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    This entire thread is a great reminder that the only commodity that truly has value is time. Forty-seven days on the road.
  11. djroszina

    djroszina Been here awhile

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    My hat is off to you. My small bike was my BMW 650 Dakar, but my new to me BMW G450x looks a lot like your bike. I do plan on outfitting it for out west minimalist camping, but never a cross country, let alone AK trip. I'm especially interested in your camping setup being light, compact, quick to set up, and stow. Keep us posted. Right now I'm looking at a GiantLoop , but would also like to explore your bag setup, but don't know how the mounting system would adapt to my bike. What should I Google to get more info? Thanks.
  12. daBum

    daBum Dave the Bum

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    djroszina,

    Thanks - I really like this bike because it is the lightest Enduro with a 6,000 mile service interval. I love the power.
    I'm going over it right now on it's 12,000 mile service/inspection and all components look very good.
    It is an improvement over the KTM 690 Enduro.

    as for the luggage....
    I got these bags at my local BMW dealer.

    Maybe google BMW Atacama Bags for some general info.
    Your BMW dealer may have more detailed info on these bags and their mounting hardware.

    Dave
    djroszina likes this.
  13. djroszina

    djroszina Been here awhile

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    Thanks, I just perused the Mosko Moto site and found some interesting items there, and will check out the Atacama bags.
  14. FamilyRider

    FamilyRider Been here awhile

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    Could you elaborate on why the Husky 701 is better than the KTM 690? Is the Husky really a better bike? Or are you comparing a new Husky with an older KTM?

    Thanks.
  15. daBum

    daBum Dave the Bum

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    FamilyRider,

    I had a 2013, then a 2014, then a 2015 KTM 690. I estimate 30,000 combined miles.
    I waited for the improved Duke engine to be put in the KTM 690, but only Husqvarna did that in their 2017 701 models.

    If I were rating these bikes out of 5:
    - the 2015 KTM 690 Enduro R is a 4.5
    - the 2017 Husqvarna 701 Enduro is a 4.7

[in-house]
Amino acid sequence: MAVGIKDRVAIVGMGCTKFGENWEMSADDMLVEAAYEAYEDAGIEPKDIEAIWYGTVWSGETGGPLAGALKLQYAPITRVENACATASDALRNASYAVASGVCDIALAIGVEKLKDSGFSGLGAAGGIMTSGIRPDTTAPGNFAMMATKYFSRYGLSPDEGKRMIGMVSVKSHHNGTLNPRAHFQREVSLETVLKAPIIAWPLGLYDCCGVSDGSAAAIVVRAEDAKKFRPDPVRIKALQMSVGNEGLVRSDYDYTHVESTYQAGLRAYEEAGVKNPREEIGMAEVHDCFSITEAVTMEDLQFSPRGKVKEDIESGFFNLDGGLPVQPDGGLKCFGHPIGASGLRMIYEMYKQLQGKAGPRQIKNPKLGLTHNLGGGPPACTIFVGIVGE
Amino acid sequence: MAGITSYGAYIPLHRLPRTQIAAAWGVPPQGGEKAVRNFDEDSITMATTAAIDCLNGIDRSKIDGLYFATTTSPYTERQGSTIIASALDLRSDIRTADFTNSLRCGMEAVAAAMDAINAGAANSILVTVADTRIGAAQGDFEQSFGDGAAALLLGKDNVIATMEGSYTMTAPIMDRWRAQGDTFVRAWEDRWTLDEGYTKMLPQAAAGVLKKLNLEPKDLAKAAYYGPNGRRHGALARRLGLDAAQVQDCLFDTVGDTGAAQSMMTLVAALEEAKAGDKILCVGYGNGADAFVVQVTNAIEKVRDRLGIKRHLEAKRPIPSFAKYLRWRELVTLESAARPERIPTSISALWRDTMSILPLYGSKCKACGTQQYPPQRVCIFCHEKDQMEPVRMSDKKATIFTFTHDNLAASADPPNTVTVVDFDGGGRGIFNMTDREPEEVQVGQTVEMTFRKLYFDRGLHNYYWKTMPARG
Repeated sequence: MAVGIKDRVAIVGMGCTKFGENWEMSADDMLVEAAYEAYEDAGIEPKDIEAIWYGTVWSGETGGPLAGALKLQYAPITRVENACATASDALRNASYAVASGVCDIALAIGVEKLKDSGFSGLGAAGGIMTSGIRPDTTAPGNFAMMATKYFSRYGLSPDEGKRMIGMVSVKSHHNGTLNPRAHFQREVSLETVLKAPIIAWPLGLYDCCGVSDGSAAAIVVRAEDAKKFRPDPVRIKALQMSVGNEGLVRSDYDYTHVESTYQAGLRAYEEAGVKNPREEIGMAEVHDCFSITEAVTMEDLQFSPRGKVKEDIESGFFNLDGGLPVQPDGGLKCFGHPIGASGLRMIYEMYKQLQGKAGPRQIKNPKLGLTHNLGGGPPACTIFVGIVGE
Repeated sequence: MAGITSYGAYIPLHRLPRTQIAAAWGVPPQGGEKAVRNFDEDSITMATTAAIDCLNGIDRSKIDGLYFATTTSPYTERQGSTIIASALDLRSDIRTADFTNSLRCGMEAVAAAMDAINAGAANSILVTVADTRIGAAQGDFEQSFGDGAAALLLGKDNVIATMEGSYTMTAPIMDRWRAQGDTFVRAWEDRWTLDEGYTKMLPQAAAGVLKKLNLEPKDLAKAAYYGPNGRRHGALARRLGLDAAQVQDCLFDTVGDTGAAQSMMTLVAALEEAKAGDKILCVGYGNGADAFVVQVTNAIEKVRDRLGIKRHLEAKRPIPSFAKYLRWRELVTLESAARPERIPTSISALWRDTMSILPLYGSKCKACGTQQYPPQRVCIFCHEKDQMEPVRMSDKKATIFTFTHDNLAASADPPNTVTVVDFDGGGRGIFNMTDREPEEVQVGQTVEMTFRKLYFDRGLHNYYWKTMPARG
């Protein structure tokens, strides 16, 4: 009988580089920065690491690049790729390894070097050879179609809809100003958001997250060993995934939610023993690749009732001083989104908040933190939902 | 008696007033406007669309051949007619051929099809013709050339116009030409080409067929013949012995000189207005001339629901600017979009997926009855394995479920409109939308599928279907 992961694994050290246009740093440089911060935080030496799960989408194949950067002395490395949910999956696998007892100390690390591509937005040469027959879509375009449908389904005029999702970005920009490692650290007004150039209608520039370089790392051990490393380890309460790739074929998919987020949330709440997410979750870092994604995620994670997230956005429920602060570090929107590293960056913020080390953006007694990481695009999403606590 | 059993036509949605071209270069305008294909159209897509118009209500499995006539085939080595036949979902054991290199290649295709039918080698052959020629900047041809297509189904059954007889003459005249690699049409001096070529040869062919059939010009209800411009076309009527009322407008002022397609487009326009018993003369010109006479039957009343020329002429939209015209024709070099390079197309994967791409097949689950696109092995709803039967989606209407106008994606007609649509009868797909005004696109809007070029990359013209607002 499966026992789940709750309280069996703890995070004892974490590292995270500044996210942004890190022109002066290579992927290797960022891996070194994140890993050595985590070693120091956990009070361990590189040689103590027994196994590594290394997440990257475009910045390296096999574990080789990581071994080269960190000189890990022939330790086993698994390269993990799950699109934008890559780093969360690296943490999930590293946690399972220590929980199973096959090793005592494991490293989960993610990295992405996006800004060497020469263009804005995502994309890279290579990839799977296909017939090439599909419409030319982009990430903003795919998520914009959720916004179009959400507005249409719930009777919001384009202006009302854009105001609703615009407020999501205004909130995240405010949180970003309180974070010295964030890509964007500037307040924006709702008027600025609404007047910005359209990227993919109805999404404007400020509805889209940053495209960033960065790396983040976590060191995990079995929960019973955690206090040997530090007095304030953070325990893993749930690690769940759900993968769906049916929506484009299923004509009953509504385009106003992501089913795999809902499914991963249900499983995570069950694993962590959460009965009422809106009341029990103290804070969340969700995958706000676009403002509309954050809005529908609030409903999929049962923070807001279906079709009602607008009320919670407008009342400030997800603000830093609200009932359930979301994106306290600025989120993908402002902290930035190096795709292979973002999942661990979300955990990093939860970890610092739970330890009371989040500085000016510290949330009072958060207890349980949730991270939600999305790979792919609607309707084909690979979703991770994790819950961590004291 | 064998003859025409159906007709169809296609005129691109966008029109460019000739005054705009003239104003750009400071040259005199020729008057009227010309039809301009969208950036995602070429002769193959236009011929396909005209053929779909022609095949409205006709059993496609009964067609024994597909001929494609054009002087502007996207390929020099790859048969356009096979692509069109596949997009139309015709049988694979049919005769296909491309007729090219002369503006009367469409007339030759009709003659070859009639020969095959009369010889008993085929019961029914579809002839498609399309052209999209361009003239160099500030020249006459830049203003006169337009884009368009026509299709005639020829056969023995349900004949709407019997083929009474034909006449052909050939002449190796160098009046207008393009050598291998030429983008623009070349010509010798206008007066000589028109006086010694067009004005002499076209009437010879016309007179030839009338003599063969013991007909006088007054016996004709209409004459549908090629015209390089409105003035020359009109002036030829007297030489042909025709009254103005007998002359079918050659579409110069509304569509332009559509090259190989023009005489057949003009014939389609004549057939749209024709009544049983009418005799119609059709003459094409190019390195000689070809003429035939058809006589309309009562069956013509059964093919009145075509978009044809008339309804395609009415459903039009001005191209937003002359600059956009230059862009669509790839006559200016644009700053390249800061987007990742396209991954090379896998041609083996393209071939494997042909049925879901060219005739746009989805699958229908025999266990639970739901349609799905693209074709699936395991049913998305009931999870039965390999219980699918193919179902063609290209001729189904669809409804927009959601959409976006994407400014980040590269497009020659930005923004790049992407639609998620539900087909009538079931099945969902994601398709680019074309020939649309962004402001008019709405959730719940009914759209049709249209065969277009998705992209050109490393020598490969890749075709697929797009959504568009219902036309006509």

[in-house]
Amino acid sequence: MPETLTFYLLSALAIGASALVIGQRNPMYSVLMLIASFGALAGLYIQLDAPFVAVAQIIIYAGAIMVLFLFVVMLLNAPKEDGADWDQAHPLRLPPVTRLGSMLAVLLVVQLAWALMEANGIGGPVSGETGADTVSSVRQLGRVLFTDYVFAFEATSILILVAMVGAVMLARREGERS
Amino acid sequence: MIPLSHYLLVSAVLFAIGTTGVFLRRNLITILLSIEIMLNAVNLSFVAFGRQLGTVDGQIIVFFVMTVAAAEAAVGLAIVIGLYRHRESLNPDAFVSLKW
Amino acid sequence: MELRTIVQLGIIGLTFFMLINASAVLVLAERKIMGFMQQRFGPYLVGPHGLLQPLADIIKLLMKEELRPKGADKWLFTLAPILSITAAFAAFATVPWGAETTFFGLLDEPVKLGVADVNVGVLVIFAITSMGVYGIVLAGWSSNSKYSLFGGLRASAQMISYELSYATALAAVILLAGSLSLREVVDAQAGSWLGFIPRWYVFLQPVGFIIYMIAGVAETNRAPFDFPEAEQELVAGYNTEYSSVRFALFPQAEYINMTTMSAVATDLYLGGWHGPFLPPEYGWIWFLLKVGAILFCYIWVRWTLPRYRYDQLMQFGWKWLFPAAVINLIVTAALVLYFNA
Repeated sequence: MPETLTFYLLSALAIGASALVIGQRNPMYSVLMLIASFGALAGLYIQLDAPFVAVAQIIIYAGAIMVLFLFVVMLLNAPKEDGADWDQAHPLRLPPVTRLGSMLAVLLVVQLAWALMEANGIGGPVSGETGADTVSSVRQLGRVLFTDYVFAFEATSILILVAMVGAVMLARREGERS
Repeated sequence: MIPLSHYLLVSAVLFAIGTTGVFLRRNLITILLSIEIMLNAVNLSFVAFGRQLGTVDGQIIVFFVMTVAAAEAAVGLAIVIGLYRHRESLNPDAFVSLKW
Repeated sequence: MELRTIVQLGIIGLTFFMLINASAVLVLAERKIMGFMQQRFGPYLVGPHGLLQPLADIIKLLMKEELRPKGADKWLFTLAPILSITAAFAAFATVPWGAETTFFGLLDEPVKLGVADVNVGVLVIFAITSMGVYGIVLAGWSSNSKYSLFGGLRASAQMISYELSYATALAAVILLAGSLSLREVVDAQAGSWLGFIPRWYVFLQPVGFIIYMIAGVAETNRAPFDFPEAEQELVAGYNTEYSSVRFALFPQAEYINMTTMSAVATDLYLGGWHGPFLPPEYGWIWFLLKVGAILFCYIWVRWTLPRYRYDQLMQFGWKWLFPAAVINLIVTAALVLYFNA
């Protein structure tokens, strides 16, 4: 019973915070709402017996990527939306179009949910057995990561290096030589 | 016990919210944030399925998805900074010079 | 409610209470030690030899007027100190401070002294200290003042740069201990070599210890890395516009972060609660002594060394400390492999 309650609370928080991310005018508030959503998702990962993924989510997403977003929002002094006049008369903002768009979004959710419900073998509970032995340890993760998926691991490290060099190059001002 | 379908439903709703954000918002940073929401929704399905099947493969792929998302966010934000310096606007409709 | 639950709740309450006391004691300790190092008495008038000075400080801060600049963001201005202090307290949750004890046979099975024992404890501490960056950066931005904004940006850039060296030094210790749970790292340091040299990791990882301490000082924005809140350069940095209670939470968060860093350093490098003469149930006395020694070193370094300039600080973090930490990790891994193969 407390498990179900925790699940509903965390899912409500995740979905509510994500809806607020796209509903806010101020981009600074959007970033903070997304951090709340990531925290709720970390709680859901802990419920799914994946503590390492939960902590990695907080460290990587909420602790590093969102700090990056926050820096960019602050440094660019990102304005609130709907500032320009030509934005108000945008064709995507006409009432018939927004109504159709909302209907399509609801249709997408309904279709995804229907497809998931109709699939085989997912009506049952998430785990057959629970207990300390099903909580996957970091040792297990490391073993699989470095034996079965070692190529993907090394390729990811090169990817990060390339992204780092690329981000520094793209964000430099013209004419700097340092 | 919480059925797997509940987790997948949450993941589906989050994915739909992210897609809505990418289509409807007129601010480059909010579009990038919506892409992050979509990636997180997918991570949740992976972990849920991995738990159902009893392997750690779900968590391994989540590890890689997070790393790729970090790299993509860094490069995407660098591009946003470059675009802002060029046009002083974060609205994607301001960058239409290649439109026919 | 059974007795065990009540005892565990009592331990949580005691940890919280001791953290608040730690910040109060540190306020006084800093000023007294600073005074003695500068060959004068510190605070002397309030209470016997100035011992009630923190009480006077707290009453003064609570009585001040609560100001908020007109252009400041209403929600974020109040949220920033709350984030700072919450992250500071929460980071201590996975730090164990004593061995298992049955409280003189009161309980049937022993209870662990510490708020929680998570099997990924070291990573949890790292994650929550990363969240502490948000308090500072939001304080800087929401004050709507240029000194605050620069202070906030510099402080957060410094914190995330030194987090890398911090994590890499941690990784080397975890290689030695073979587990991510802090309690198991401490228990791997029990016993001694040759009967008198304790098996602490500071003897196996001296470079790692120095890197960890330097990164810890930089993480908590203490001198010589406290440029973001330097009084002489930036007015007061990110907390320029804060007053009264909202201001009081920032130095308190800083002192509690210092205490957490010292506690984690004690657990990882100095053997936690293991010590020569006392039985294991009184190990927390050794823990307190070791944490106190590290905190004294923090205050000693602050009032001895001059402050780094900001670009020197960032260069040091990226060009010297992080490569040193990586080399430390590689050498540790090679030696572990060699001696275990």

The KTM 690 is definitely a formidable machine and, oh yes, I rode this same Alaska trip on my 2013 690. I did have a Touratech comfort seat.

    Some improvements from the 2015 KTM 690 Enduro to the 2017 Husky 701 Enduro are:
    - Smoother, more powerful engine, valve checks and adjustments are greatly simplified. NO rollers on the cam followers to fail.
    - Better suspension, extra travel, machined triple clamps
    - Larger 13L gas tank (vs 12L)
    - rubber-damped handlebar mounts
    - Plastic body panels fit better and are more narrow up at the radiator/knee area
    - already mounted with Conti TKC80 tires (my tire of choice)
    - hi vis LED brake/tail light
    - 2 year factory warranty

    Some un-improvements
    - dashboard/speedo has less information, I miss the temp gage and gear indicator
    - no 'real' OEM luggage racks like the KTM 690
    - available aftermarket goodies still evolving

    Dave
  16. shuswap1

    shuswap1 Been here awhile

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    Thanks for that comparison Dave, good to hear from the experienced. Odd(to me) how much I like a gear indicator and simplification of design. Not at the expense of fun factor, however!
    daBum likes this.
  17. Rutsref

    Rutsref Been here awhile

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    Gravity Storm? ;)
  18. ONandOFF

    ONandOFF more off than on

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    I don't know about a 6kmi service interval but I have a 180mi range. Interesting trip and report style, thus far. Thanks to @Ratman for turning me on to it.
    daBum likes this.
  19. Foot dragger

    Foot dragger singletracker

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    Whats da bum and the 701 up to? Those sidebags ended up being pretty likable?
  20. daBum

    daBum Dave the Bum

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    Foot dragger,

    Still in love with the 701 Enduro.

    Love the BMW Atacama 25L sidebags. They are eggzactly what I needed: Easy On, Easy Off, Waterproof, Soft.

    Since my side bag problem is resolved, I recently focused on my tail bags.
    Before, I used two bags for my camping gear. I have been entertaining getting that down to one.
    I didn't like all the clips and extra danglies on my REI bag, and wanted something I could get everything in and be waterproof, without a bunch extra stuff on the outside.
    I saw Touratech has an Ortlieb 45L MOTO zip-n-go waterproof bag with a beefy zipper. (I don't like duffle bags that roll to close)
    Touratech internet photo:
    {I can't post the photo in the newest version of Mac OSX}
    here's the link:
    [​IMG]

    It works well, I haven't strapped it to the bike, but it holds all my camping gear and my sleeping bag. It weighs 23 Lbs. Not bad for my giant 8' x 4' portable house and camp chair.

    Now, all I have are 2 side bags, one tail duffle bag, and a tank bag.
    Simple traveling for a simple bum.